SHOW-STOPPER: Last month we told you about the rapper superstar from India, Sidhu Moose Wala, who was in town for a special concert at Hutchins Street Square. Turns out the performance was a bust. Officials confirm that the performance had to be cut short because of fistfights amongst members of the audience. The booze reportedly started flowing well before the curtain went up and fans were arriving all liquored up. A few skirmishes turned into a brawl, overwhelming security. It got out of control. Police were called. The show was reportedly stopped after just 40 minutes.

FLYN’ HIGH: What do you get a guy who has everything and is celebrating 50 years as a licensed pilot? Well, grab your Dramamine, folks, we’re cleared for takeoff! It’s always been Stan Helmle’s dream to fly a P-51 Mustang airplane “one more time.” So he got his wish recently, thanks to friend Lee Lauderback, who happens to own one of the 160 such planes left in existence. While Stan was at the stick, cruising along, zooming through Cloud Nine, two other Mustangs appeared out of thin air and joined Stan and Lee in formation. No way, dude! Not only that, but they were flying the dual seat models (only 10 left in the world)!, Stan giggles. Must have been rare air up there. What would be a yawner for most of us is a dream come true for Stan, who spends most of his time at the hangar and flying around with the rich and famous. A Lodi native, Stan worked as an IT professional, retiring a few years ago.

RAIN GUAGE: That sloshing sound you hear may be your rain gauge. Lodi has seen some 28.88 inches of rain this season — almost 10 inches above normal -- according to Dr. Sweeney’s Lodi Lake Weather website, Lodi’s go-to weather reporting station. Lodi received 15.17 inches last year, well below the 19.13-inch average.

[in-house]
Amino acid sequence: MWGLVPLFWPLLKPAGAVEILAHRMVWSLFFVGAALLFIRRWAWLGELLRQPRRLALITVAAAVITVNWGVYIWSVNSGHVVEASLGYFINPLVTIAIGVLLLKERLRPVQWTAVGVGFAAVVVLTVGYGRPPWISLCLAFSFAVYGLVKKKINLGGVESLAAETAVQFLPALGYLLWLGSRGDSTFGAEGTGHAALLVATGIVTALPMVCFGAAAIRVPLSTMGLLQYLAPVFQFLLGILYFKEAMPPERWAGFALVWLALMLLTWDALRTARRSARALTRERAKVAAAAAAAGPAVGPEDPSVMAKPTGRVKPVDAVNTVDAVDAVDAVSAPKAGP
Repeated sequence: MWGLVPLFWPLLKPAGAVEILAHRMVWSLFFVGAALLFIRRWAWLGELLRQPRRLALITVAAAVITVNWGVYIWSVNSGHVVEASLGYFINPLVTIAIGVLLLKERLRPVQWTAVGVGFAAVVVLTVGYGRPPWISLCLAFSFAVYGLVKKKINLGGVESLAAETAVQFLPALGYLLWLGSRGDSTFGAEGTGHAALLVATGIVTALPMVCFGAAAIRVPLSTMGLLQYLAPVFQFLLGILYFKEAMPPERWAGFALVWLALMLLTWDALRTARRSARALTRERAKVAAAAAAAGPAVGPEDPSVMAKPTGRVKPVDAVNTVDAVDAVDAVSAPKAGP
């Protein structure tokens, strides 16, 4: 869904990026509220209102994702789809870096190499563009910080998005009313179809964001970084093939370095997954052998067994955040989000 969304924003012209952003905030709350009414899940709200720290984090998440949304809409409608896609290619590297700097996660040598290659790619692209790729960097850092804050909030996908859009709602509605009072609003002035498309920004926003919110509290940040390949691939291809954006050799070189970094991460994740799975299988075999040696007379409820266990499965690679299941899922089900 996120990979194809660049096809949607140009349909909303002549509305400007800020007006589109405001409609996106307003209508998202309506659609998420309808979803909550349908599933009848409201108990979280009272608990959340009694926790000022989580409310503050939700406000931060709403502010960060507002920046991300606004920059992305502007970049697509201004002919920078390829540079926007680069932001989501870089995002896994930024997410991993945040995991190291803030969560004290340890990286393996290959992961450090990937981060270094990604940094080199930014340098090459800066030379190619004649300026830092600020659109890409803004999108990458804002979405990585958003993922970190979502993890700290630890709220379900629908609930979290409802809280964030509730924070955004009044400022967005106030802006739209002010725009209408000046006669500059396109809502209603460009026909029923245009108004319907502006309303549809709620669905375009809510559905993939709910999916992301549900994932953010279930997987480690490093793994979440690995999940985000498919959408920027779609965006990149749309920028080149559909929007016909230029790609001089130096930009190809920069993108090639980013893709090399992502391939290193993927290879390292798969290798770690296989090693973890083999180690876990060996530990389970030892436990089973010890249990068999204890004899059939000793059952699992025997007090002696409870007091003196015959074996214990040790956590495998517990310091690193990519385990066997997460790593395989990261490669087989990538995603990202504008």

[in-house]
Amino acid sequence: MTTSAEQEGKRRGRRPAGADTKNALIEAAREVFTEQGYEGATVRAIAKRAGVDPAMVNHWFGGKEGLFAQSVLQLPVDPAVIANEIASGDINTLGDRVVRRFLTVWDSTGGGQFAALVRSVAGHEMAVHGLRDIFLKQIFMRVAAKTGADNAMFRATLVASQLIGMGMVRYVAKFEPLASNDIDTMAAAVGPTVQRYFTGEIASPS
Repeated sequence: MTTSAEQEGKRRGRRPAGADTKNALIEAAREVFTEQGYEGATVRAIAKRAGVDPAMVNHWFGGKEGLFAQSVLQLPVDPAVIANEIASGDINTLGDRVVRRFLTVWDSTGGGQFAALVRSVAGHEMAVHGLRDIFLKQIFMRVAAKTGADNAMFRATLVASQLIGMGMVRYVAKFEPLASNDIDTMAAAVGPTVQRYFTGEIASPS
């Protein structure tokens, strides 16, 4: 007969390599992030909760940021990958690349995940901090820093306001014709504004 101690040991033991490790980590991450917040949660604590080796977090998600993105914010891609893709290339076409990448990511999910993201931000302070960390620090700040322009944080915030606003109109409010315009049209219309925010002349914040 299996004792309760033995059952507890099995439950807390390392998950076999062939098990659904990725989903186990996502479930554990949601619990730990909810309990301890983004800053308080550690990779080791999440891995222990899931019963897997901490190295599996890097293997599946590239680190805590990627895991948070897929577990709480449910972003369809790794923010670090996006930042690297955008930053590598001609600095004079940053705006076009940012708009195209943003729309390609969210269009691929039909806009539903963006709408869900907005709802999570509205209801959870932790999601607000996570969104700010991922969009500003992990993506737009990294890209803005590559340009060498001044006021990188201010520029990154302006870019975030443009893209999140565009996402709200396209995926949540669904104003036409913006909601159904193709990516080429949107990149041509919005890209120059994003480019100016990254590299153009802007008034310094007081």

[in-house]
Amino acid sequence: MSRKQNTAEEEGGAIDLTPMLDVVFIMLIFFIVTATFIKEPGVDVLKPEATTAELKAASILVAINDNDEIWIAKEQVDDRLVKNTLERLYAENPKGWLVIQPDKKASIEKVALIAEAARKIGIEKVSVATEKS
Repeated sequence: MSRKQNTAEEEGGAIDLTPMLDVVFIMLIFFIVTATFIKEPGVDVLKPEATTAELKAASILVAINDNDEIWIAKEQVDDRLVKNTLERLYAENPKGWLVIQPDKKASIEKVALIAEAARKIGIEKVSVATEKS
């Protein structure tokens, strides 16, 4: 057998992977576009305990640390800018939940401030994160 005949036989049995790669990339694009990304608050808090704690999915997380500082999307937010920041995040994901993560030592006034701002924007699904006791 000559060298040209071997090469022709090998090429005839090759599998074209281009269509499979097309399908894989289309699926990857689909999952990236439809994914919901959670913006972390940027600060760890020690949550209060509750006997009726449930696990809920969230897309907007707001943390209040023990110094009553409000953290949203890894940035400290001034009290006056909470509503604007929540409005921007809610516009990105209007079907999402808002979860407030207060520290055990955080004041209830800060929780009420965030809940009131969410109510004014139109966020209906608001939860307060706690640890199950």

THE BEAR COMETH: Rumors that the deal with Black Bear Diner has fallen through are not true, according to Browman Development Company, owner of the shopping center where the restaurant chain will locate. While a date cannot be given by either Browman or Black Bear headquarters, a Browman officials says the Bear will “be open before the end of the year, for sure.” The restaurant will be located in the Target shopping center, where Coco’s used to be.

UPDATE: Guess who was wrong about when the first Measure L money would arrive at the city? Him! (Finger pointing). Truth is, the first batch of tax cash won’t be received until this June (not April 1), according to city officials. … The folks petitioning to change the way Lodi elects its mayor have until June 4 to collect and present 3,209 verifiable signatures to the city. Organizers have demanded a special election be held this November, which will cost the city as much as $360,000, according to Lodi City Clerk Jennifer Ferraiolo. The county registrar of voters must verify each signature after they are turned into the city, but it would be far cheaper to put the proposal on the 2020 General Election ballot, we’re told.

CENTENNIAL CLUB: Art Schimke will be turning 100 on April 19, writes Rod Baumbach. Art served and survived action in WWII, according to Rod. He retired from a career at General Mills in about 1985 and is a long time member of Grace Baptist Church in Woodbridge.

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Steve is a former newspaper publisher and lifelong Lodian whose column appears Tuesdays in the News-Sentinel. Write to Steve at aboutlodi@gmail.com.